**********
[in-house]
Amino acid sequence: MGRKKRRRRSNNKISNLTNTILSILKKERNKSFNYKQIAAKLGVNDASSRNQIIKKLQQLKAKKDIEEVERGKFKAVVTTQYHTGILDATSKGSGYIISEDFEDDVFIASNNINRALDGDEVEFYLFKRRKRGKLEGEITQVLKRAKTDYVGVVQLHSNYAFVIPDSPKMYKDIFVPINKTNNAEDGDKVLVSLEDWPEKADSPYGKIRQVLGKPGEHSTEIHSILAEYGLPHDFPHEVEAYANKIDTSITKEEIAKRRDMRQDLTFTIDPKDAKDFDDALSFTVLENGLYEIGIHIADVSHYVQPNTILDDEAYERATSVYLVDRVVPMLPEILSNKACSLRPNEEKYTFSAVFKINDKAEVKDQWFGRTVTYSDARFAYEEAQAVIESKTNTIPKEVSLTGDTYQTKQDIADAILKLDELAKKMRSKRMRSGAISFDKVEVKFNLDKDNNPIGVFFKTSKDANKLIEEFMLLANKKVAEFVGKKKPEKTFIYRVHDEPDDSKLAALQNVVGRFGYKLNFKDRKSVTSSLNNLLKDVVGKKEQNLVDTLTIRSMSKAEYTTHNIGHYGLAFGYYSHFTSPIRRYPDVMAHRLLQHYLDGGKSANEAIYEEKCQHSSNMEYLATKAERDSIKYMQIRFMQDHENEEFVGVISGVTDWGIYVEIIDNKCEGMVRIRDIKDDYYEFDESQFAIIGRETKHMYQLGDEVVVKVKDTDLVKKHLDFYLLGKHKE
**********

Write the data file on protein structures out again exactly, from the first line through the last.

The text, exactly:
[in-house]
Amino acid sequence: MGRKKRRRRSNNKISNLTNTILSILKKERNKSFNYKQIAAKLGVNDASSRNQIIKKLQQLKAKKDIEEVERGKFKAVVTTQYHTGILDATSKGSGYIISEDFEDDVFIASNNINRALDGDEVEFYLFKRRKRGKLEGEITQVLKRAKTDYVGVVQLHSNYAFVIPDSPKMYKDIFVPINKTNNAEDGDKVLVSLEDWPEKADSPYGKIRQVLGKPGEHSTEIHSILAEYGLPHDFPHEVEAYANKIDTSITKEEIAKRRDMRQDLTFTIDPKDAKDFDDALSFTVLENGLYEIGIHIADVSHYVQPNTILDDEAYERATSVYLVDRVVPMLPEILSNKACSLRPNEEKYTFSAVFKINDKAEVKDQWFGRTVTYSDARFAYEEAQAVIESKTNTIPKEVSLTGDTYQTKQDIADAILKLDELAKKMRSKRMRSGAISFDKVEVKFNLDKDNNPIGVFFKTSKDANKLIEEFMLLANKKVAEFVGKKKPEKTFIYRVHDEPDDSKLAALQNVVGRFGYKLNFKDRKSVTSSLNNLLKDVVGKKEQNLVDTLTIRSMSKAEYTTHNIGHYGLAFGYYSHFTSPIRRYPDVMAHRLLQHYLDGGKSANEAIYEEKCQHSSNMEYLATKAERDSIKYMQIRFMQDHENEEFVGVISGVTDWGIYVEIIDNKCEGMVRIRDIKDDYYEFDESQFAIIGRETKHMYQLGDEVVVKVKDTDLVKKHLDFYLLGKHKE